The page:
Damage to mouse lung tissue caused by inflammation can potentially be avoided by the targeted delivery of drug-loaded nanoparticles, reports a paper published online this week in Nature Nanotechnology. The findings offer possible therapeutic alternatives to treating a range of inflammatory diseases such as acute lung injury or sepsis.
Neutrophils, a type of white blood cell, attend to the site of injury or infection within the body; however, if too many neutrophils are active, they can cause inflammation and tissue damage. Asrar Malik and colleagues created nanoparticles from albumin-a protein found in the blood, thus making them biocompatible-and loaded them with pineatannol, a drug with anti-inflammatory properties. Active neutrophils that had adhered the lining of the lung, rather than the site of injury, internalized the drug-loaded nanoparticles. This enabled neutrophil release and their subsequent migration to the location of infection. The researchers observed that intravenous administration of these nanoparticles prevented persistent lung injury in mice that were showing signs of inflammation, because the nanoparticles de-activated the pro-inflammatory function of neutrophils.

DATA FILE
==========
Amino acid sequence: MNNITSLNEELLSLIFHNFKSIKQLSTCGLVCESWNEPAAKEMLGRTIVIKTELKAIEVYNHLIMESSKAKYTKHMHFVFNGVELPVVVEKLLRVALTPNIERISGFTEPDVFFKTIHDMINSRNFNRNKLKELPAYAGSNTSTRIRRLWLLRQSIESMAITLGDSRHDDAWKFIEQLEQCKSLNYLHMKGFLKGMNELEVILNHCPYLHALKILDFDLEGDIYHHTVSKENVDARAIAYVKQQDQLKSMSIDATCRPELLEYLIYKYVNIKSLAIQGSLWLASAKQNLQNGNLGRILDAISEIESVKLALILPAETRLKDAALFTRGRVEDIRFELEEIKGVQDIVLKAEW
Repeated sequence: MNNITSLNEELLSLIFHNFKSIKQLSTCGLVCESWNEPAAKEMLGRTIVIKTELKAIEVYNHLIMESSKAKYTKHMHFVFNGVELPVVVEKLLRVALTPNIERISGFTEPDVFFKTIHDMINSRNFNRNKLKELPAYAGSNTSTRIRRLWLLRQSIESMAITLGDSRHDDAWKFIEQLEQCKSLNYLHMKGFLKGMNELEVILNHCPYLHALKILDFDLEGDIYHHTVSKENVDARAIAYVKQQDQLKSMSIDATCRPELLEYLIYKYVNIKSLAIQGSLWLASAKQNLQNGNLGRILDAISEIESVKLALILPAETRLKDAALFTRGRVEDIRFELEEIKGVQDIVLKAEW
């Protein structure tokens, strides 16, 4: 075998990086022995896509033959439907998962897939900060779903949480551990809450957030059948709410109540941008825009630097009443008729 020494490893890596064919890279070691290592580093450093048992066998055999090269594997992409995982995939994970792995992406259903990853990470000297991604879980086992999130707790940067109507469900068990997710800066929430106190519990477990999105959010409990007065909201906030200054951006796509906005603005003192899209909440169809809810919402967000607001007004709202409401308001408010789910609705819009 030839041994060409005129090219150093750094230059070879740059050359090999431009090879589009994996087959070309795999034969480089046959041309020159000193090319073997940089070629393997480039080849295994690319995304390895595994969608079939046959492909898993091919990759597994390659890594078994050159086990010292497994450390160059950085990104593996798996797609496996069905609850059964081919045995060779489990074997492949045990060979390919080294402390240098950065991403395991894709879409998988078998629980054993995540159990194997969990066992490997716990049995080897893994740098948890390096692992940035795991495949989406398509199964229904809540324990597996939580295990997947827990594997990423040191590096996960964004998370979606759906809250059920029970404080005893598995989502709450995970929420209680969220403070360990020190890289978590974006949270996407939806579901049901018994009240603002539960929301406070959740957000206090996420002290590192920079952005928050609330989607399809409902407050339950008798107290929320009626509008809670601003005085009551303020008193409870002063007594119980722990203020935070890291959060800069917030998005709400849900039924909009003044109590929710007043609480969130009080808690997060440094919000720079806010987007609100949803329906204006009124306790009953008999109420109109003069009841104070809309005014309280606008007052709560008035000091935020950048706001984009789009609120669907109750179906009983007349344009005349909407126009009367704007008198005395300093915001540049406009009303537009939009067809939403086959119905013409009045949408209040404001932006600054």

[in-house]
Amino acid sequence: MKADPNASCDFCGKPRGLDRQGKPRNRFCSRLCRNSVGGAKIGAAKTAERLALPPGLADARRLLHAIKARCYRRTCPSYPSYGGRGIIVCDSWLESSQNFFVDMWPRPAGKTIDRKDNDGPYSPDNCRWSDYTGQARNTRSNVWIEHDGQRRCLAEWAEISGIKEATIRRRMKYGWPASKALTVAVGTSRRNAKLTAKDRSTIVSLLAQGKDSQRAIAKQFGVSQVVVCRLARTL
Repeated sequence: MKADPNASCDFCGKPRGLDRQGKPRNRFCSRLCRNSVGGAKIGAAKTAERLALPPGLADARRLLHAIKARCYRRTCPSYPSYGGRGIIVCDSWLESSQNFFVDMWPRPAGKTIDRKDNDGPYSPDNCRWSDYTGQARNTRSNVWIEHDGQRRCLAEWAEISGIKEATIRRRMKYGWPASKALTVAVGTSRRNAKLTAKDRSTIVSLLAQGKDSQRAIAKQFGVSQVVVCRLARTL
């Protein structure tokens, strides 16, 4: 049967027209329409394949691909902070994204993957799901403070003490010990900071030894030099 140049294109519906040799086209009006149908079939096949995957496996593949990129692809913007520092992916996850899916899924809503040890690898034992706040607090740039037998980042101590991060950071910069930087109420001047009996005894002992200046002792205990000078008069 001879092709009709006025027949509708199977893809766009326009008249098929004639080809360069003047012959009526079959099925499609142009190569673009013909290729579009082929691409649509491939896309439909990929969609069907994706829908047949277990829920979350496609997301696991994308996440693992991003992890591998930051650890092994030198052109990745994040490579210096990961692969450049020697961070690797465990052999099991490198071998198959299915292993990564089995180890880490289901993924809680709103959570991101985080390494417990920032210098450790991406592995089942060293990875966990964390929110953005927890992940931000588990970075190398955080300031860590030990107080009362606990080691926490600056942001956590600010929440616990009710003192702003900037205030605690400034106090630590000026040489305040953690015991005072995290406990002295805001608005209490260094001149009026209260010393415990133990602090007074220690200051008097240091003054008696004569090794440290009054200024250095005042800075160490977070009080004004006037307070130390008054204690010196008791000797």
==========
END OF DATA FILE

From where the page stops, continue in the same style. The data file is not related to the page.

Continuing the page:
The authors believe that the drug-loaded nanoparticles work with the immune system to protect the body against infection, limiting damage from excessive accumulation of neutrophils, providing a flexible platform for anti-inflammatory therapeutics.
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